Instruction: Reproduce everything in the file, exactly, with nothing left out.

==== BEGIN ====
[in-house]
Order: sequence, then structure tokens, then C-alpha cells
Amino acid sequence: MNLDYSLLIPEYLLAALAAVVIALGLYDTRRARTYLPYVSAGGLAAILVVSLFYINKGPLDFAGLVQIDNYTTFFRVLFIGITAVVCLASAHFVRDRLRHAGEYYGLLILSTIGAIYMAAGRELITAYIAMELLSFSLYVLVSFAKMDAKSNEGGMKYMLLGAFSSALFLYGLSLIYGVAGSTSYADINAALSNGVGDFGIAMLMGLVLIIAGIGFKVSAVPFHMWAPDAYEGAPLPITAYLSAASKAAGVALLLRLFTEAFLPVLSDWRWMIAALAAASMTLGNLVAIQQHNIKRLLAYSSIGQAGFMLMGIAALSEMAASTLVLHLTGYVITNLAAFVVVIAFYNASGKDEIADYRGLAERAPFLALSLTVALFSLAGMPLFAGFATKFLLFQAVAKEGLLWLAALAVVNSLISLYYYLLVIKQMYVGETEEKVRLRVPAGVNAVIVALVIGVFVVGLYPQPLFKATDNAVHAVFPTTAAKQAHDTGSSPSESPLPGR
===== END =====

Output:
[in-house]
Order: sequence, then structure tokens, then C-alpha cells
Amino acid sequence: MNLDYSLLIPEYLLAALAAVVIALGLYDTRRARTYLPYVSAGGLAAILVVSLFYINKGPLDFAGLVQIDNYTTFFRVLFIGITAVVCLASAHFVRDRLRHAGEYYGLLILSTIGAIYMAAGRELITAYIAMELLSFSLYVLVSFAKMDAKSNEGGMKYMLLGAFSSALFLYGLSLIYGVAGSTSYADINAALSNGVGDFGIAMLMGLVLIIAGIGFKVSAVPFHMWAPDAYEGAPLPITAYLSAASKAAGVALLLRLFTEAFLPVLSDWRWMIAALAAASMTLGNLVAIQQHNIKRLLAYSSIGQAGFMLMGIAALSEMAASTLVLHLTGYVITNLAAFVVVIAFYNASGKDEIADYRGLAERAPFLALSLTVALFSLAGMPLFAGFATKFLLFQAVAKEGLLWLAALAVVNSLISLYYYLLVIKQMYVGETEEKVRLRVPAGVNAVIVALVIGVFVVGLYPQPLFKATDNAVHAVFPTTAAKQAHDTGSSPSESPLPGR